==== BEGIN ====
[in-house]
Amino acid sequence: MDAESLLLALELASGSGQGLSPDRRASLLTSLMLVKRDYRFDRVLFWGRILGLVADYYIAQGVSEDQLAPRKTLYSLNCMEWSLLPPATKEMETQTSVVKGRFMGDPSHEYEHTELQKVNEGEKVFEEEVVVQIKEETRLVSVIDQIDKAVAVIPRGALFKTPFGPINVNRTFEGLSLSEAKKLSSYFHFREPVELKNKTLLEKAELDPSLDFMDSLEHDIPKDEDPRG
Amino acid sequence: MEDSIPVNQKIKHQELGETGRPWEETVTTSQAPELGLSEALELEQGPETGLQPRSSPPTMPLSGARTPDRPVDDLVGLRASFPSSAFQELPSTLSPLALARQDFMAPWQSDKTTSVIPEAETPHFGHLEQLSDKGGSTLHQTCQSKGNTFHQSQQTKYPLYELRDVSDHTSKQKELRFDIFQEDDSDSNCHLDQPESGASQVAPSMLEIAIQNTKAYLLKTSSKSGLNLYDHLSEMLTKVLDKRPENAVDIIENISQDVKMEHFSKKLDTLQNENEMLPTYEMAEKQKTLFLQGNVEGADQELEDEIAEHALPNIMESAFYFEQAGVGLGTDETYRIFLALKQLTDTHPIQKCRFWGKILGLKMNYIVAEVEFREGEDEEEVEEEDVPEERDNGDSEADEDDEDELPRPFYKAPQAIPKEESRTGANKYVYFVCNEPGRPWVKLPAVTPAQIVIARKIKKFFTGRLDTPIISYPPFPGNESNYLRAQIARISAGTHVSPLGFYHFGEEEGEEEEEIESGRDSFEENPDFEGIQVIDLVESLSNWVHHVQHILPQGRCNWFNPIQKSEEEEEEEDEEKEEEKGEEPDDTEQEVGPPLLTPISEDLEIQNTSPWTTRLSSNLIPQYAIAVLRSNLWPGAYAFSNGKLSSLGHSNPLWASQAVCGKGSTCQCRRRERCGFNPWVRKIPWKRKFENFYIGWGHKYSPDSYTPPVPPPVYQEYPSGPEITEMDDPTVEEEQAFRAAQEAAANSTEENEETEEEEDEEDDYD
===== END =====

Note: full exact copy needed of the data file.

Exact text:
[in-house]
Amino acid sequence: MDAESLLLALELASGSGQGLSPDRRASLLTSLMLVKRDYRFDRVLFWGRILGLVADYYIAQGVSEDQLAPRKTLYSLNCMEWSLLPPATKEMETQTSVVKGRFMGDPSHEYEHTELQKVNEGEKVFEEEVVVQIKEETRLVSVIDQIDKAVAVIPRGALFKTPFGPINVNRTFEGLSLSEAKKLSSYFHFREPVELKNKTLLEKAELDPSLDFMDSLEHDIPKDEDPRG
Amino acid sequence: MEDSIPVNQKIKHQELGETGRPWEETVTTSQAPELGLSEALELEQGPETGLQPRSSPPTMPLSGARTPDRPVDDLVGLRASFPSSAFQELPSTLSPLALARQDFMAPWQSDKTTSVIPEAETPHFGHLEQLSDKGGSTLHQTCQSKGNTFHQSQQTKYPLYELRDVSDHTSKQKELRFDIFQEDDSDSNCHLDQPESGASQVAPSMLEIAIQNTKAYLLKTSSKSGLNLYDHLSEMLTKVLDKRPENAVDIIENISQDVKMEHFSKKLDTLQNENEMLPTYEMAEKQKTLFLQGNVEGADQELEDEIAEHALPNIMESAFYFEQAGVGLGTDETYRIFLALKQLTDTHPIQKCRFWGKILGLKMNYIVAEVEFREGEDEEEVEEEDVPEERDNGDSEADEDDEDELPRPFYKAPQAIPKEESRTGANKYVYFVCNEPGRPWVKLPAVTPAQIVIARKIKKFFTGRLDTPIISYPPFPGNESNYLRAQIARISAGTHVSPLGFYHFGEEEGEEEEEIESGRDSFEENPDFEGIQVIDLVESLSNWVHHVQHILPQGRCNWFNPIQKSEEEEEEEDEEKEEEKGEEPDDTEQEVGPPLLTPISEDLEIQNTSPWTTRLSSNLIPQYAIAVLRSNLWPGAYAFSNGKLSSLGHSNPLWASQAVCGKGSTCQCRRRERCGFNPWVRKIPWKRKFENFYIGWGHKYSPDSYTPPVPPPVYQEYPSGPEITEMDDPTVEEEQAFRAAQEAAANSTEENEETEEEEDEEDDYD